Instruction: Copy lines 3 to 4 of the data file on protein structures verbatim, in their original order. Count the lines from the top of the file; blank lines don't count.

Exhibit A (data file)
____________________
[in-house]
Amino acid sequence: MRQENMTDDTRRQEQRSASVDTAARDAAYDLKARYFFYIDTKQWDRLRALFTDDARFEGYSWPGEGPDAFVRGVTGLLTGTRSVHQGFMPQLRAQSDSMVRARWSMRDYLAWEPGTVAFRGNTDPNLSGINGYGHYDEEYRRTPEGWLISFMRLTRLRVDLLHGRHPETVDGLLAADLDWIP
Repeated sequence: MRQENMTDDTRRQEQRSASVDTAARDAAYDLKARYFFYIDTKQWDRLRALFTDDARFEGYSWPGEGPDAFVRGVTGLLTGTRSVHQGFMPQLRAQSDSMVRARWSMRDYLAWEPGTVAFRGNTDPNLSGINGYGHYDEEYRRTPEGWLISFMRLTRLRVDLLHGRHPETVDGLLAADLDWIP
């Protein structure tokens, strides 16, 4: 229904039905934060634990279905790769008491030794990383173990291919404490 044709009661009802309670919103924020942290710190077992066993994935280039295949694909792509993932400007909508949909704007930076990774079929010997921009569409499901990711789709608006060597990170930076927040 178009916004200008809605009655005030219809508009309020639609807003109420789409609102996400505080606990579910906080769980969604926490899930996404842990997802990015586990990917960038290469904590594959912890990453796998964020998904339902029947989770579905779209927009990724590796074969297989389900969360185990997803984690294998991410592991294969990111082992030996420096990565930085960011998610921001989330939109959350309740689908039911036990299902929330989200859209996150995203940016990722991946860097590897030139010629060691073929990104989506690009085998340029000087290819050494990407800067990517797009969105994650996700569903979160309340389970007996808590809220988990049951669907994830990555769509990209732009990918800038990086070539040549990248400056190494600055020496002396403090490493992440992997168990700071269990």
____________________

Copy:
Repeated sequence: MRQENMTDDTRRQEQRSASVDTAARDAAYDLKARYFFYIDTKQWDRLRALFTDDARFEGYSWPGEGPDAFVRGVTGLLTGTRSVHQGFMPQLRAQSDSMVRARWSMRDYLAWEPGTVAFRGNTDPNLSGINGYGHYDEEYRRTPEGWLISFMRLTRLRVDLLHGRHPETVDGLLAADLDWIP
């Protein structure tokens, strides 16, 4: 229904039905934060634990279905790769008491030794990383173990291919404490 044709009661009802309670919103924020942290710190077992066993994935280039295949694909792509993932400007909508949909704007930076990774079929010997921009569409499901990711789709608006060597990170930076927040 178009916004200008809605009655005030219809508009309020639609807003109420789409609102996400505080606990579910906080769980969604926490899930996404842990997802990015586990990917960038290469904590594959912890990453796998964020998904339902029947989770579905779209927009990724590796074969297989389900969360185990997803984690294998991410592991294969990111082992030996420096990565930085960011998610921001989330939109959350309740689908039911036990299902929330989200859209996150995203940016990722991946860097590897030139010629060691073929990104989506690009085998340029000087290819050494990407800067990517797009969105994650996700569903979160309340389970007996808590809220988990049951669907994830990555769509990209732009990918800038990086070539040549990248400056190494600055020496002396403090490493992440992997168990700071269990």